I just learned this yesterday as I was planing a board to smooth it’s surface. I had difficulty pushing the plane through the cut and so fiddled with every setting I could on the plane. I either skipped over the board not cutting anything or it dug in so badly that I would brace my feet and push for all I was worth, putting my considerable weight behind the effort. It wasn’t until I had grown tired and relaxed on the downward pressure a bit that the plane began to almost effortlessly peel off consistent shavings. I’d grown accustomed to letting roaring, raging power tools do the work whilst I simply fed them the wood, I guess I need to learn that although I am providing the power to the hand tools I still need to let the tool do the work… Lesson learned.
I wish I had a Spidey sense that would tingle every time I got ready to cut on the wrong side of the line…
Polly Becton says
Is that pretty lady winking at me? Shocking!
I think a light touch is essential, particularly so with wooden planes. They don’t have the mass to “help” with a brute force attack on the work, and the feedback to tell you to take it easier is very direct and immediate — once you learn what the message in the feedback is, of course.
That photo could be the basis for a poster advertising the services of a detective agency that specializes in woodworking crimes. 🙂
Today I discovered a noticeable lump on my little finger, outer side, on my right hand, just above the middle joint – I like to think its due to my iron plane and technique. I have no idea if I’m planning correct but it works, its effortless and I may have hand planers pinky.
William Stewart says
Nay, just an aspiring young lady checking the depth of her iron. Keep it up Helen, I appreciate your perspective on learning a challenging craft!
Paul Bouchard says
I think the constant experimenting we do with form is one of the coolest aspects of the hobby. Things interplaying at a microscopic level are affecting our efforts and our efforts are creating changes that are small and often microscopic but express themselves in broader ways, like tightness of fit, smoothness of finish. It sometimes feels like operating in two levels of reality at once. [puffs joint]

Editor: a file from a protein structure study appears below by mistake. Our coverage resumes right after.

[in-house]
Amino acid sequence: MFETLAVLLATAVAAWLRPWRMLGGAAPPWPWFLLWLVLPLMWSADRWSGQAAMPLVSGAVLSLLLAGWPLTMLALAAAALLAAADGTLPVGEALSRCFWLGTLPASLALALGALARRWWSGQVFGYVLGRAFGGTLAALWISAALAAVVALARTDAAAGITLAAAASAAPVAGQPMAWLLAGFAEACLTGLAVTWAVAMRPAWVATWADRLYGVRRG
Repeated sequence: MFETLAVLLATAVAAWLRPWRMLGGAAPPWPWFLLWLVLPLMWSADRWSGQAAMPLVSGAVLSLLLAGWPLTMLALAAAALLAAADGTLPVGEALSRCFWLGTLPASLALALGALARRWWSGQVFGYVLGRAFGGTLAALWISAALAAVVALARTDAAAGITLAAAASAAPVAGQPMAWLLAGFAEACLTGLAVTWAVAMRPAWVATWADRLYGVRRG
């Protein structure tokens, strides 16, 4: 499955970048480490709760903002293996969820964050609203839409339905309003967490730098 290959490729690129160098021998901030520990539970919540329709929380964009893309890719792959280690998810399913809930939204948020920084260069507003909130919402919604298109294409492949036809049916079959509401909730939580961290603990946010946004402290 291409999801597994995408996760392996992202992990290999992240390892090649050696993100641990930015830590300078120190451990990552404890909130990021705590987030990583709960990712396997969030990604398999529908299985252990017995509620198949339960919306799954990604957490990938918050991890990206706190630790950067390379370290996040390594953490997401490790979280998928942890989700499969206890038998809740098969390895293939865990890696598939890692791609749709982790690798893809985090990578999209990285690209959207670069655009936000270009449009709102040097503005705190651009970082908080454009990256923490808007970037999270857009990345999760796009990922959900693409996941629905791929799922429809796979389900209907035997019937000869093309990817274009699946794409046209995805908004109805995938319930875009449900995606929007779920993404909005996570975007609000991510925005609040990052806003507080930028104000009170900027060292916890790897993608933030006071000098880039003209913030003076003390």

I’ve found that bonding with the tool is important. It cooperates and does an excellent job when treated as a buddy rather than just a piece of non-appreciated wood or metal.
I watched a video a while back that reinforces this. A man, to be nameless, tied a string to a plane, after starting the shaving he pulled the plane along with just the string and took a full shaving. That video helped me understand that bull strength is not needed. Keep on learning Helen.
Forget about woodworking skills, I want to know how Richard got his wife to admit he was right.
I wanted some new shoes 😉
Thank You Helen! That´s what I, as a professional organist/pianist/teacher, tell my students again and again: “You need to be become aware of the specific muscles needed for each task and prepare for when they are needed and learn to relax when they are not. Being relaxed and confident is far more effective than being strong, as you can create the right momentum to allow the tool to do the work. The difference between this and other tasks I’m used to is the need to be aware of the muscles you have, and turn them on and off as required.”
In my journey to woodworking I made the experience as well. Using hand-tools in woodworking requests just the same attitude towards exercising, practicing and physical awareness as playing any musical instrument.
Christoph in bavaria